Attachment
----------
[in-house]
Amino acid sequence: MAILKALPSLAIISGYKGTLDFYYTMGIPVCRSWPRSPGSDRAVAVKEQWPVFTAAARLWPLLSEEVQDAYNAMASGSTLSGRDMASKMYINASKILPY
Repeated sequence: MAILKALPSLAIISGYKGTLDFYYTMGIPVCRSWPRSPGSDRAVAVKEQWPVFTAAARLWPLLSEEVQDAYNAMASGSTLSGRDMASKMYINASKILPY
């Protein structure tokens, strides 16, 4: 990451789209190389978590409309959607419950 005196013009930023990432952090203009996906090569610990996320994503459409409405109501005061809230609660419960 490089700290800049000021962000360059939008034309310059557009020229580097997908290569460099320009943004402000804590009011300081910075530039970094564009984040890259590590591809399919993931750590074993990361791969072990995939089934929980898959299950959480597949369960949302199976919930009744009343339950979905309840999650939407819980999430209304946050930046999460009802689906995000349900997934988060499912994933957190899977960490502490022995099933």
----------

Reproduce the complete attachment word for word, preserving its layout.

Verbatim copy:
[in-house]
Amino acid sequence: MAILKALPSLAIISGYKGTLDFYYTMGIPVCRSWPRSPGSDRAVAVKEQWPVFTAAARLWPLLSEEVQDAYNAMASGSTLSGRDMASKMYINASKILPY
Repeated sequence: MAILKALPSLAIISGYKGTLDFYYTMGIPVCRSWPRSPGSDRAVAVKEQWPVFTAAARLWPLLSEEVQDAYNAMASGSTLSGRDMASKMYINASKILPY
């Protein structure tokens, strides 16, 4: 990451789209190389978590409309959607419950 005196013009930023990432952090203009996906090569610990996320994503459409409405109501005061809230609660419960 490089700290800049000021962000360059939008034309310059557009020229580097997908290569460099320009943004402000804590009011300081910075530039970094564009984040890259590590591809399919993931750590074993990361791969072990995939089934929980898959299950959480597949369960949302199976919930009744009343339950979905309840999650939407819980999430209304946050930046999460009802689906995000349900997934988060499912994933957190899977960490502490022995099933």